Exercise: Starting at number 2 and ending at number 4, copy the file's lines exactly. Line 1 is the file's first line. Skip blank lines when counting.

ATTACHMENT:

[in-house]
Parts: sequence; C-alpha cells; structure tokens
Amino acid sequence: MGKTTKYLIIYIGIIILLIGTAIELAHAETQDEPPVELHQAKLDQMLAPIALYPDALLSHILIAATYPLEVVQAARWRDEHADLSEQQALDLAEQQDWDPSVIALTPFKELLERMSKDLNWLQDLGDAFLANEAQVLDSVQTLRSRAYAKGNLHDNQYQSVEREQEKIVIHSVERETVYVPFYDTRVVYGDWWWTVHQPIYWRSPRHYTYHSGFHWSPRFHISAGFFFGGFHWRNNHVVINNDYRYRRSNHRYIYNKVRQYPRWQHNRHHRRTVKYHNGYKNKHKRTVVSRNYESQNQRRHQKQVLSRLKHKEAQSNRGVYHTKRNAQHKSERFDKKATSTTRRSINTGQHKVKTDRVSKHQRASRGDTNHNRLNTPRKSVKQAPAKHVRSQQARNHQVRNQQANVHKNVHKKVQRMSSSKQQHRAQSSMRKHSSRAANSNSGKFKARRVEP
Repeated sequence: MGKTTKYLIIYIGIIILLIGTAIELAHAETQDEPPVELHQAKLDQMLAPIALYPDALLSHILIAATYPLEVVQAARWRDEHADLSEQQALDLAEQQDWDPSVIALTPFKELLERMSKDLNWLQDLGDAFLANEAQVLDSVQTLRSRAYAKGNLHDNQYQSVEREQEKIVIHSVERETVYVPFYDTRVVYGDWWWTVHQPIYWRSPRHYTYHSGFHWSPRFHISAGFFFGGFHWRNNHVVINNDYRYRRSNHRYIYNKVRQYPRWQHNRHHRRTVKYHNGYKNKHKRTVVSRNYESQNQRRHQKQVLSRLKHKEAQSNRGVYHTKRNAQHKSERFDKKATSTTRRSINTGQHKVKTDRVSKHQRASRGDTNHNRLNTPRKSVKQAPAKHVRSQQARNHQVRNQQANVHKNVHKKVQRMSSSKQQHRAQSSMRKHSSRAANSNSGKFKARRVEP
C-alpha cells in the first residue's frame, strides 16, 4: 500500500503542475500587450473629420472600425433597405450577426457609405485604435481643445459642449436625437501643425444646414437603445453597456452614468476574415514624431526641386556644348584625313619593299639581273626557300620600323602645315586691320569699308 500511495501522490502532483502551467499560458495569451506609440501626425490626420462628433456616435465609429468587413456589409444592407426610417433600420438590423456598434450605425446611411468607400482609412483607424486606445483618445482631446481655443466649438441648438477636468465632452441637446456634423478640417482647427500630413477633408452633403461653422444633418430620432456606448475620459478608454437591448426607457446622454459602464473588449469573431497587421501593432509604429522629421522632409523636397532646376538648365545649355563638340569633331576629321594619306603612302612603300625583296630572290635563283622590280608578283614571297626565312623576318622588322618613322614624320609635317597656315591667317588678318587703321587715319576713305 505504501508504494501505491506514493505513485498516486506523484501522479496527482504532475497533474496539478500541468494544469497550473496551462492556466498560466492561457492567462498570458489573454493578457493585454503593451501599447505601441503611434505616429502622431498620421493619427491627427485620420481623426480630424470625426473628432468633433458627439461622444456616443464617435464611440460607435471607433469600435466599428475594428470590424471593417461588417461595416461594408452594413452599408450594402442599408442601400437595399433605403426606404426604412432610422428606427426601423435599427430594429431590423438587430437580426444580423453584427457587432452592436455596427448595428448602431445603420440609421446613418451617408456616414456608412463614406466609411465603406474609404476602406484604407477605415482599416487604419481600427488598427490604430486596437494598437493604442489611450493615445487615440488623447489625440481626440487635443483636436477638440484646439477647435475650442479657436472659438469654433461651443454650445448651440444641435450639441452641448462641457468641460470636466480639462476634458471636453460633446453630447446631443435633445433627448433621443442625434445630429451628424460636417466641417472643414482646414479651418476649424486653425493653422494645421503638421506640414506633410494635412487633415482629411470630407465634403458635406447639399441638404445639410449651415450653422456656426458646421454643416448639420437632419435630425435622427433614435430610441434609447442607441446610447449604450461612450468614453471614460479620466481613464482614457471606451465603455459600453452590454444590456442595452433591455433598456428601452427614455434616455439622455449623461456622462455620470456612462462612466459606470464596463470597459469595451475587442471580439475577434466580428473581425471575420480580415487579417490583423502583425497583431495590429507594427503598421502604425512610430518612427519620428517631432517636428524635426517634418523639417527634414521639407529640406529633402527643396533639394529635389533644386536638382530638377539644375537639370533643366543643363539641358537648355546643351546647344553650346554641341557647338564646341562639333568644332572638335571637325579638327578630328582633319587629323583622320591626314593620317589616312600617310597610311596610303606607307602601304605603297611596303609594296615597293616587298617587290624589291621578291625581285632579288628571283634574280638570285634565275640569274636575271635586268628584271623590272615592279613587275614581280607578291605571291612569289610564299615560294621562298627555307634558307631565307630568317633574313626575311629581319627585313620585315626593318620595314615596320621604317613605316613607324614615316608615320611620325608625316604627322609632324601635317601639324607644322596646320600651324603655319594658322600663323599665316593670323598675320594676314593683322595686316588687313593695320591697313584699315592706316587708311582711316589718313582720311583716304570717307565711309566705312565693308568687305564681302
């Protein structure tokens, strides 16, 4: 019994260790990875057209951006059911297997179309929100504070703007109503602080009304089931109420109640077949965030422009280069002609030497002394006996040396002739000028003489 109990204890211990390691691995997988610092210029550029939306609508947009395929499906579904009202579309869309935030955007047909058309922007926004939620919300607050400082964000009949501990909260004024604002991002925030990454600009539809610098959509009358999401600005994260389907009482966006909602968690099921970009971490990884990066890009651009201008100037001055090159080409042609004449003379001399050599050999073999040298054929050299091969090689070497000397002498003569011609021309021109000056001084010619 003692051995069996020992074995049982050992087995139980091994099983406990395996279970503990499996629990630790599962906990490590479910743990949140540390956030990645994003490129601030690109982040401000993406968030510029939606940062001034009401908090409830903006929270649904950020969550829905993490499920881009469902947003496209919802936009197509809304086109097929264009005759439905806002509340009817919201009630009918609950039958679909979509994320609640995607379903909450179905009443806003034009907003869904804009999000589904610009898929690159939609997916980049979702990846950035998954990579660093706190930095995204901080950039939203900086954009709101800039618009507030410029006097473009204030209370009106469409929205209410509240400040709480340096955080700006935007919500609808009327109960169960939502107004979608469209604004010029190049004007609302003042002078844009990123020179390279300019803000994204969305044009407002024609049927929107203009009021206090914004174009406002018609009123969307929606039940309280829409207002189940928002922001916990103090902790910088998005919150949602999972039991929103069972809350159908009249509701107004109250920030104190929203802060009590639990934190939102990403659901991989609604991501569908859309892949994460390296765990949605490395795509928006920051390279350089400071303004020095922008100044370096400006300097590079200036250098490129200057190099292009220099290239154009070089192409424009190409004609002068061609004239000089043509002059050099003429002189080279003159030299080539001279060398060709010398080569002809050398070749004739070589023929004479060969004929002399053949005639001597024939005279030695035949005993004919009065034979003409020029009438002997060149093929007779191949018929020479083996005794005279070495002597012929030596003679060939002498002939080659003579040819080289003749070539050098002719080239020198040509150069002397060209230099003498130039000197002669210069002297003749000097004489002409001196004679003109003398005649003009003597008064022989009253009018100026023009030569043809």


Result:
Parts: sequence; C-alpha cells; structure tokens
Amino acid sequence: MGKTTKYLIIYIGIIILLIGTAIELAHAETQDEPPVELHQAKLDQMLAPIALYPDALLSHILIAATYPLEVVQAARWRDEHADLSEQQALDLAEQQDWDPSVIALTPFKELLERMSKDLNWLQDLGDAFLANEAQVLDSVQTLRSRAYAKGNLHDNQYQSVEREQEKIVIHSVERETVYVPFYDTRVVYGDWWWTVHQPIYWRSPRHYTYHSGFHWSPRFHISAGFFFGGFHWRNNHVVINNDYRYRRSNHRYIYNKVRQYPRWQHNRHHRRTVKYHNGYKNKHKRTVVSRNYESQNQRRHQKQVLSRLKHKEAQSNRGVYHTKRNAQHKSERFDKKATSTTRRSINTGQHKVKTDRVSKHQRASRGDTNHNRLNTPRKSVKQAPAKHVRSQQARNHQVRNQQANVHKNVHKKVQRMSSSKQQHRAQSSMRKHSSRAANSNSGKFKARRVEP
Repeated sequence: MGKTTKYLIIYIGIIILLIGTAIELAHAETQDEPPVELHQAKLDQMLAPIALYPDALLSHILIAATYPLEVVQAARWRDEHADLSEQQALDLAEQQDWDPSVIALTPFKELLERMSKDLNWLQDLGDAFLANEAQVLDSVQTLRSRAYAKGNLHDNQYQSVEREQEKIVIHSVERETVYVPFYDTRVVYGDWWWTVHQPIYWRSPRHYTYHSGFHWSPRFHISAGFFFGGFHWRNNHVVINNDYRYRRSNHRYIYNKVRQYPRWQHNRHHRRTVKYHNGYKNKHKRTVVSRNYESQNQRRHQKQVLSRLKHKEAQSNRGVYHTKRNAQHKSERFDKKATSTTRRSINTGQHKVKTDRVSKHQRASRGDTNHNRLNTPRKSVKQAPAKHVRSQQARNHQVRNQQANVHKNVHKKVQRMSSSKQQHRAQSSMRKHSSRAANSNSGKFKARRVEP